I want this to face the maximum penalty of the State of Arizona. No matter what happens, Emma's brain will not get paroled and returned to her. Emma will never regain everything she has lost. My heart was permanently broken that day. I will never regain who I was ever again nor will I ever be able to trust another soul with my daughter. At the age of 4, my daughter has seen hell and back and has lived to see another day. That person nearly took Emma's life and has never shown any remorse for his/her actions, only concern for his/her own self. Never once asked about Emma's well being when she was dying or when she was laying in a Coma. Emma barely made it out alive. Just barely. I am not angry, as a matter of fact I have forgiven that person for what s/he did to Emma. However, it is not my forgiveness s/he needs to ask, it's Emma's. Right now, I am Emma's voice and until she can speak for herself, I will continue to be her voice and fight for her.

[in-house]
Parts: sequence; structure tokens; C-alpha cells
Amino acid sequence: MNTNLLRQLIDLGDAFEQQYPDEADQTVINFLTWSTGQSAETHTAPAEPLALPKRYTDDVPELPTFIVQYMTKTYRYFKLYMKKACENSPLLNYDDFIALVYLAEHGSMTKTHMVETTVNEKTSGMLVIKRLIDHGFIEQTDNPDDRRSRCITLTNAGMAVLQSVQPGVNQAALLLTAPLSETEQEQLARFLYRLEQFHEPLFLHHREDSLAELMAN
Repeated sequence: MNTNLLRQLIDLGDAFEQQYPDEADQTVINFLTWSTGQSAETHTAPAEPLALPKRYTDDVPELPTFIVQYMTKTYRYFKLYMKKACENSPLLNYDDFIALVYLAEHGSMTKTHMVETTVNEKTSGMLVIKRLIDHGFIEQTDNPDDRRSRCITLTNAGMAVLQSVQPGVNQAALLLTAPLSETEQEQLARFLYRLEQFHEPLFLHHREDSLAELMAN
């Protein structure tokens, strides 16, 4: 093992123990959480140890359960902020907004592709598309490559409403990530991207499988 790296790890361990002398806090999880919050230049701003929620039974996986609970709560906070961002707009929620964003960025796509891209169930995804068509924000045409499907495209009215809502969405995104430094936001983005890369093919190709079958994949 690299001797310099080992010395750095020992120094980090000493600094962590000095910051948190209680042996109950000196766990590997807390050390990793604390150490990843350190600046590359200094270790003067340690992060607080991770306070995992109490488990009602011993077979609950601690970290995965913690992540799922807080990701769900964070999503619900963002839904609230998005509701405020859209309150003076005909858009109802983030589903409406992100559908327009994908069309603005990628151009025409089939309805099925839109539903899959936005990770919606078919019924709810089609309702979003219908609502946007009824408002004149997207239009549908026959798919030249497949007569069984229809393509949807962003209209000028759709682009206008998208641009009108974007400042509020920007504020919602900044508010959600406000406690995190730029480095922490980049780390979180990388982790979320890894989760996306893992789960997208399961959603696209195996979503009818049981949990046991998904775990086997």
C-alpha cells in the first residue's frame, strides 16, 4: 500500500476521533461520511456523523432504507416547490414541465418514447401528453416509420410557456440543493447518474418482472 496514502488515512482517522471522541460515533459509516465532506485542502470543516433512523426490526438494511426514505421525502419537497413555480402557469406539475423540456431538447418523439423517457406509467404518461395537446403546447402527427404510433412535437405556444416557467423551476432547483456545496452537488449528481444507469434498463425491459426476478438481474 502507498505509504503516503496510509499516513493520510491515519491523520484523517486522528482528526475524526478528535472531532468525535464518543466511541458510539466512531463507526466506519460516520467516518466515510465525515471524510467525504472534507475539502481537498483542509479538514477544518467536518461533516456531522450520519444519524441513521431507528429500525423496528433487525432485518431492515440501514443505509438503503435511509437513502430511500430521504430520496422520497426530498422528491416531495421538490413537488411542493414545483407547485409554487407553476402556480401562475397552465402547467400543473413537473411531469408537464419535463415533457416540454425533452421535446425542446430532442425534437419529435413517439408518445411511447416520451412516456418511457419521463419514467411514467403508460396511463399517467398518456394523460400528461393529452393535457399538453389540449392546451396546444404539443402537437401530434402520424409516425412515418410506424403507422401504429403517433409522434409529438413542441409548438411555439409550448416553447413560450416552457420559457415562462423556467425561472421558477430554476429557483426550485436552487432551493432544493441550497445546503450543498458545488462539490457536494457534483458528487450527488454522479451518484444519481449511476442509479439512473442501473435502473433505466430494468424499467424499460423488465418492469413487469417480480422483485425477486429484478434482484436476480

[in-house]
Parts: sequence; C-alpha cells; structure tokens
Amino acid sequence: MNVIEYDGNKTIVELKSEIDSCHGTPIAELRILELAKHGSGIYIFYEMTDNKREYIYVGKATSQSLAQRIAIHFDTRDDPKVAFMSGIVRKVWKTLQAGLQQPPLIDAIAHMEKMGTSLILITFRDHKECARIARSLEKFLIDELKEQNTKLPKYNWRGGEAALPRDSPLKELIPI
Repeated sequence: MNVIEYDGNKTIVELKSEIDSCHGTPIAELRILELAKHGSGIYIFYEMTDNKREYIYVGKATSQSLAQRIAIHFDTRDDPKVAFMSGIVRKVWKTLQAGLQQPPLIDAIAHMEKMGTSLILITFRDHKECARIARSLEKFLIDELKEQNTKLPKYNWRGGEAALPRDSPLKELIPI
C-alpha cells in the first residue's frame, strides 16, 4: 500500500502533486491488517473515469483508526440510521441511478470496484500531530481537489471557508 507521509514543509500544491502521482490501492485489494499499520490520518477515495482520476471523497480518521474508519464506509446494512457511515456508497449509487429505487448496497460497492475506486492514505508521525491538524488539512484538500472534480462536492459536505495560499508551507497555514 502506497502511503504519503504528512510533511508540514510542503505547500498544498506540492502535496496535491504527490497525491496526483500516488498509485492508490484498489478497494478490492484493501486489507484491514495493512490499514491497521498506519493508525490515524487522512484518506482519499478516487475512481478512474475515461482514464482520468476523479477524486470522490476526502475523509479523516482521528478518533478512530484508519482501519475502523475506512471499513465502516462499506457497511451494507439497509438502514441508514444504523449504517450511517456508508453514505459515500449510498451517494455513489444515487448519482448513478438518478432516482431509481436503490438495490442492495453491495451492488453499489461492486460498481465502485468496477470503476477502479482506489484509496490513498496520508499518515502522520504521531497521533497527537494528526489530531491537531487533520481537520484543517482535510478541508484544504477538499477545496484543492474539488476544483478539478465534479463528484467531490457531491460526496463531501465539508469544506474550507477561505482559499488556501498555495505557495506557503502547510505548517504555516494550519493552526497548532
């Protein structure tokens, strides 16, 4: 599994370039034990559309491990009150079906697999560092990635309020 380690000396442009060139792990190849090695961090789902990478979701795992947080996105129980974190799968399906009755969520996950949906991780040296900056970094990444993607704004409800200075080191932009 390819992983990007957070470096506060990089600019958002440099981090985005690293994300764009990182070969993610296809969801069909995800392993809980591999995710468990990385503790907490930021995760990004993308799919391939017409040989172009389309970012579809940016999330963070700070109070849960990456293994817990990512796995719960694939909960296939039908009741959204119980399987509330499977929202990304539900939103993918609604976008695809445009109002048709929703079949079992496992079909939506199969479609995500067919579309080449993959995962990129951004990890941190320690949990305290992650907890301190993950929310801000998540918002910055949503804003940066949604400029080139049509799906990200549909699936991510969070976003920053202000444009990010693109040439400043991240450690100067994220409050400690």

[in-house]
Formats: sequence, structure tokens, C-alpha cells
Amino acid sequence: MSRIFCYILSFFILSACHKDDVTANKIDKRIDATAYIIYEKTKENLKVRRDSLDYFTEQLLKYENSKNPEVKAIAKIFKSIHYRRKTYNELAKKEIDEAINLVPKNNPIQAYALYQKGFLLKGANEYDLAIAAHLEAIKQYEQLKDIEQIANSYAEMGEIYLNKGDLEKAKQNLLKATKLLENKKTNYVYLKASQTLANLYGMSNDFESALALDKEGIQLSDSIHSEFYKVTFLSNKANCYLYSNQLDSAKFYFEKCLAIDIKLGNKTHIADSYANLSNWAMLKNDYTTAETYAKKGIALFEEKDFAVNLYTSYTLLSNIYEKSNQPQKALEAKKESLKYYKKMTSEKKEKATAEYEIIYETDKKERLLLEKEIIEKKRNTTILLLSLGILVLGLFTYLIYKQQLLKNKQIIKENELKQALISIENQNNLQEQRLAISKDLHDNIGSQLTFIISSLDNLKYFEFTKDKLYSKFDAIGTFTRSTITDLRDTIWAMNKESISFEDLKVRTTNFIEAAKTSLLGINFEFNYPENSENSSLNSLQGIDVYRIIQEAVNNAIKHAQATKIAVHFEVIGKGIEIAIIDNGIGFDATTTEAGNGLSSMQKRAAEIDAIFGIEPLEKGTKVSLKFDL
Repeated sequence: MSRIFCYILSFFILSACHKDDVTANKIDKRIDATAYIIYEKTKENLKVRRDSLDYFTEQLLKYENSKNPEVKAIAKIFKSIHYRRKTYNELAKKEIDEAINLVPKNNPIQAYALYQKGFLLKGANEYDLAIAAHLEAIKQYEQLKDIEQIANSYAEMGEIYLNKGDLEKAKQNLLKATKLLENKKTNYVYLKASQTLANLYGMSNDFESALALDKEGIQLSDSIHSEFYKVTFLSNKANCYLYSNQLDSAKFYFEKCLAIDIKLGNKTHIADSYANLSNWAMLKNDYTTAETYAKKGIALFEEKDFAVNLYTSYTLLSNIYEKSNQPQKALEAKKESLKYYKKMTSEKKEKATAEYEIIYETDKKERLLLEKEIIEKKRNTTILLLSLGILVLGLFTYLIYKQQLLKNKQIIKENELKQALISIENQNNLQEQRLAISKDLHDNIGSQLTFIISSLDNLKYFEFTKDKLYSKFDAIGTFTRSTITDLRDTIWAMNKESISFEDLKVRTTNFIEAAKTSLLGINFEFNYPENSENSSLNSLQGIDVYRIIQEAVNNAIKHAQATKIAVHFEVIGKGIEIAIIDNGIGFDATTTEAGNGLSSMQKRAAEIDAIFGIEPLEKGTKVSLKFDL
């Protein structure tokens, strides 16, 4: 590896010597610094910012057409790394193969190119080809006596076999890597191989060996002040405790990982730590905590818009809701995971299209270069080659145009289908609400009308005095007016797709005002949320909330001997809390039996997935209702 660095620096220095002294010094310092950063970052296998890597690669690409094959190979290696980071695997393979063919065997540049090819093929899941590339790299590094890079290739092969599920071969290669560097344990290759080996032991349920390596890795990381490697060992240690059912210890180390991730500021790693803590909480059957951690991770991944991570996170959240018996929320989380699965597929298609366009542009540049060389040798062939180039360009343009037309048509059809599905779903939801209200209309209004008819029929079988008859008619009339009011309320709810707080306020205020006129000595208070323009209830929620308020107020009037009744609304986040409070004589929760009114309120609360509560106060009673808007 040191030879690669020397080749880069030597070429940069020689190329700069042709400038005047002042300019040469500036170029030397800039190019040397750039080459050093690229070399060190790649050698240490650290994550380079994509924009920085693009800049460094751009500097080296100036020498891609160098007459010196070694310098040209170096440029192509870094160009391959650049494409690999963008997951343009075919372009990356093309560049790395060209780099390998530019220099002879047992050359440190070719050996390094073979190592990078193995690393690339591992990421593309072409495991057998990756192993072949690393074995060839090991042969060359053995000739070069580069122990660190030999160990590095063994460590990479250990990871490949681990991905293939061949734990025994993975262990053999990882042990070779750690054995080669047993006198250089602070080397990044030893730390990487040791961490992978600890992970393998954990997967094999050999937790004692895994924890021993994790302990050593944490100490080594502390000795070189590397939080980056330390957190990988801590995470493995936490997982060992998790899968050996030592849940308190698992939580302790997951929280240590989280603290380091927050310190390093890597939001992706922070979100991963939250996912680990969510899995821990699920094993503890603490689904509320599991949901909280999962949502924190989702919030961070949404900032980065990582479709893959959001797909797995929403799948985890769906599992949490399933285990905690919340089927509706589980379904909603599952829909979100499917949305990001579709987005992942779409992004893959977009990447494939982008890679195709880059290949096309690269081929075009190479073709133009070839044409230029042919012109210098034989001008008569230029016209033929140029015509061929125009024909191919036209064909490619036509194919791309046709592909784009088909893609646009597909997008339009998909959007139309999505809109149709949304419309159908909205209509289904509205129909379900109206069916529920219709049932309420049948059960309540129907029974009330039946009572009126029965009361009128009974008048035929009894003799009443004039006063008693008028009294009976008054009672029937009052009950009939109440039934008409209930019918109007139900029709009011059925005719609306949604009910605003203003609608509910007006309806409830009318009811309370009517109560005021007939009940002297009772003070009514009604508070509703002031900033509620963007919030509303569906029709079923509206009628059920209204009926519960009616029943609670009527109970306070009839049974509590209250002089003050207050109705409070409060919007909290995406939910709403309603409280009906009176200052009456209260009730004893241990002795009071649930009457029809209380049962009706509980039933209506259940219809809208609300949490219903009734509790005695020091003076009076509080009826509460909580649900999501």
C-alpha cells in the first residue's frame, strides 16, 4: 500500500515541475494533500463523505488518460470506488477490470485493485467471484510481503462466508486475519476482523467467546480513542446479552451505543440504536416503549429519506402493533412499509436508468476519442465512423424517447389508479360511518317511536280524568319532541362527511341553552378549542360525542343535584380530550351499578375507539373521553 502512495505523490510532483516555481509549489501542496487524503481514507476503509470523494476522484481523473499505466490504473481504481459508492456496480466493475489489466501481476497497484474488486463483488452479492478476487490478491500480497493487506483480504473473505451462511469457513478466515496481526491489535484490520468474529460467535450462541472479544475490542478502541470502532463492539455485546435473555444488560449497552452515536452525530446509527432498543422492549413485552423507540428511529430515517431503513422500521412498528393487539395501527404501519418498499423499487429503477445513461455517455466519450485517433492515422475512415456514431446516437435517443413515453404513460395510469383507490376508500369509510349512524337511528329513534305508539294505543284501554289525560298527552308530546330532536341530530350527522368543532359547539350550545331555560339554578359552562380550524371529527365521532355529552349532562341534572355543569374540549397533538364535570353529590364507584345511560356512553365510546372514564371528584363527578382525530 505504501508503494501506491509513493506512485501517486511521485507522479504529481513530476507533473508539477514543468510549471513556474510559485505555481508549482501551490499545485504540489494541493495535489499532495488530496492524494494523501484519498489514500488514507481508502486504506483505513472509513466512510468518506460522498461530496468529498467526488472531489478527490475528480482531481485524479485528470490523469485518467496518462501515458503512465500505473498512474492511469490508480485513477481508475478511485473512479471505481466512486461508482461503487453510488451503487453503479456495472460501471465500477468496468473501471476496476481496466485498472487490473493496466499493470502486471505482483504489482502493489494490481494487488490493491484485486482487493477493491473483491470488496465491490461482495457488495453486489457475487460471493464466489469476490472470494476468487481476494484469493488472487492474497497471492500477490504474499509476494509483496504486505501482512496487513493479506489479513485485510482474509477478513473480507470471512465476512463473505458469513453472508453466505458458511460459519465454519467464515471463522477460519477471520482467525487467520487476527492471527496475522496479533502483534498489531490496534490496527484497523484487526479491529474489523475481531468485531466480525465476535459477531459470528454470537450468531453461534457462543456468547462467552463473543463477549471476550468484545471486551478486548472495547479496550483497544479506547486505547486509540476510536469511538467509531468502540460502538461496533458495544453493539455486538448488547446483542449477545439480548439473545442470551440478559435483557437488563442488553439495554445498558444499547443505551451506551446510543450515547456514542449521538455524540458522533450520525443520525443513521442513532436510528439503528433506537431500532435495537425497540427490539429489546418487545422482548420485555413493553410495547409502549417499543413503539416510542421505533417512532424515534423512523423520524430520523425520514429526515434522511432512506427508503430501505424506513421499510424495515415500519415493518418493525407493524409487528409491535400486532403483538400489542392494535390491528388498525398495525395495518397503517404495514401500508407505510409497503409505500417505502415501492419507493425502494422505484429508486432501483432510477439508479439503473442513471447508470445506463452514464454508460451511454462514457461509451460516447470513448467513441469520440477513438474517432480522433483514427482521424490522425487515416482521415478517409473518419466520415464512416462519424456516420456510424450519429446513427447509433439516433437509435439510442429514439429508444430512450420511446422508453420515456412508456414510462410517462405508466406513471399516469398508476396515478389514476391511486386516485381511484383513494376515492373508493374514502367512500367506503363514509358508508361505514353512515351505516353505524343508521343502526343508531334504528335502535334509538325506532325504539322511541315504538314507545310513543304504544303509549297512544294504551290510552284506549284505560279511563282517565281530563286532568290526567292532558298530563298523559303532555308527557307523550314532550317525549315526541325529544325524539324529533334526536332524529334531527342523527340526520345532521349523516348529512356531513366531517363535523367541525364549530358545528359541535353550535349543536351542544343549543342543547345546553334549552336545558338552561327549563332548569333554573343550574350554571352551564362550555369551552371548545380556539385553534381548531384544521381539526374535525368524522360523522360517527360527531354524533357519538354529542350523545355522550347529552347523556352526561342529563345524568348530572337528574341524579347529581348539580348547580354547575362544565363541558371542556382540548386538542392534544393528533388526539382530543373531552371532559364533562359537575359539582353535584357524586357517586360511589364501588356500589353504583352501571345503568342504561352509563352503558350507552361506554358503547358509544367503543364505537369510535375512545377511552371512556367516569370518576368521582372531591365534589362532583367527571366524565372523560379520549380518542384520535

Thursday, June 25, 2009

We've come a LONG way...

Just a montage I made some time back. I know, I know that exist is spelled as EXIS on the last frame. I ran out of space. lol. I will pay for additional writing and time to build a better one. Turn your sound on and grab your kleenex because Emma has come a long, long way!